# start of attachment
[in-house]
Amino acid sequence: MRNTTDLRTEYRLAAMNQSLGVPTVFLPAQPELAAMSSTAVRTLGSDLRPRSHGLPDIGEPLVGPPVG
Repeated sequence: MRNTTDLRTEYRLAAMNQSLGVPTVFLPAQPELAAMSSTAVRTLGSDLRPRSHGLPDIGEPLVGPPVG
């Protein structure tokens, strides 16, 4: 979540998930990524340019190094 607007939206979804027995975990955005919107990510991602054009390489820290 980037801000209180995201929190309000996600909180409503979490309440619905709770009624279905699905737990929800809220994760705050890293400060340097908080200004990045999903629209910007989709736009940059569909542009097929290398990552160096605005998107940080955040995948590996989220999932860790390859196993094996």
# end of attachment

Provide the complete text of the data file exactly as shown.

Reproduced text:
[in-house]
Amino acid sequence: MRNTTDLRTEYRLAAMNQSLGVPTVFLPAQPELAAMSSTAVRTLGSDLRPRSHGLPDIGEPLVGPPVG
Repeated sequence: MRNTTDLRTEYRLAAMNQSLGVPTVFLPAQPELAAMSSTAVRTLGSDLRPRSHGLPDIGEPLVGPPVG
């Protein structure tokens, strides 16, 4: 979540998930990524340019190094 607007939206979804027995975990955005919107990510991602054009390489820290 980037801000209180995201929190309000996600909180409503979490309440619905709770009624279905699905737990929800809220994760705050890293400060340097908080200004990045999903629209910007989709736009940059569909542009097929290398990552160096605005998107940080955040995948590996989220999932860790390859196993094996």